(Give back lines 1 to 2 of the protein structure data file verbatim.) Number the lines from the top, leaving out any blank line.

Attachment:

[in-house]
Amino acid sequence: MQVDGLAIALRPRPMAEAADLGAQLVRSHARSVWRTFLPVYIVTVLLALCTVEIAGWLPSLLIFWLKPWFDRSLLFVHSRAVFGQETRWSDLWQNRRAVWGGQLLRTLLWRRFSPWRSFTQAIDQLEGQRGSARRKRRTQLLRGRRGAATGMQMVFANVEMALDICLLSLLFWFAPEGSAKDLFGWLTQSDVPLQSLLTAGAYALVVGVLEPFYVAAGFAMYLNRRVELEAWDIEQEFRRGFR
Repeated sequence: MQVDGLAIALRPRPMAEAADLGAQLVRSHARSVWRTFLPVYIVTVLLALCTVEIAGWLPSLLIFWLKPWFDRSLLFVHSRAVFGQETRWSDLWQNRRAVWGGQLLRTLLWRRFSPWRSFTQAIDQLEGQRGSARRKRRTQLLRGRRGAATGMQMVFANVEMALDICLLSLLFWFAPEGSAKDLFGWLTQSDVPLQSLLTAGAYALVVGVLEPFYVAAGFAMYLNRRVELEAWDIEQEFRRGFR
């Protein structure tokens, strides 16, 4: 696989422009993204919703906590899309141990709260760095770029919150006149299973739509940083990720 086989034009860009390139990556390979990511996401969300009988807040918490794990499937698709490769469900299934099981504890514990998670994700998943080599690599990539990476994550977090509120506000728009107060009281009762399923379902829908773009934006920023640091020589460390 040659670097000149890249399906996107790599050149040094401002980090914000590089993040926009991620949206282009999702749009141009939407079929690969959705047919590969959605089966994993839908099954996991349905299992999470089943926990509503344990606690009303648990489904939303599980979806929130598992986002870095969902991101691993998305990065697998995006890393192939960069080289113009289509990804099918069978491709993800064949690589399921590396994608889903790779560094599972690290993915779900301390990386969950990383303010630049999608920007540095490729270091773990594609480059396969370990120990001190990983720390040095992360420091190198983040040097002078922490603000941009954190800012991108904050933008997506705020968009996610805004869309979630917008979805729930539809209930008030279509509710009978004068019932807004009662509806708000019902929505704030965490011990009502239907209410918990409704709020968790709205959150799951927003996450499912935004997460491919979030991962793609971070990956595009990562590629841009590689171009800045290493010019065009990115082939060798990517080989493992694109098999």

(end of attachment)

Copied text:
[in-house]
Amino acid sequence: MQVDGLAIALRPRPMAEAADLGAQLVRSHARSVWRTFLPVYIVTVLLALCTVEIAGWLPSLLIFWLKPWFDRSLLFVHSRAVFGQETRWSDLWQNRRAVWGGQLLRTLLWRRFSPWRSFTQAIDQLEGQRGSARRKRRTQLLRGRRGAATGMQMVFANVEMALDICLLSLLFWFAPEGSAKDLFGWLTQSDVPLQSLLTAGAYALVVGVLEPFYVAAGFAMYLNRRVELEAWDIEQEFRRGFR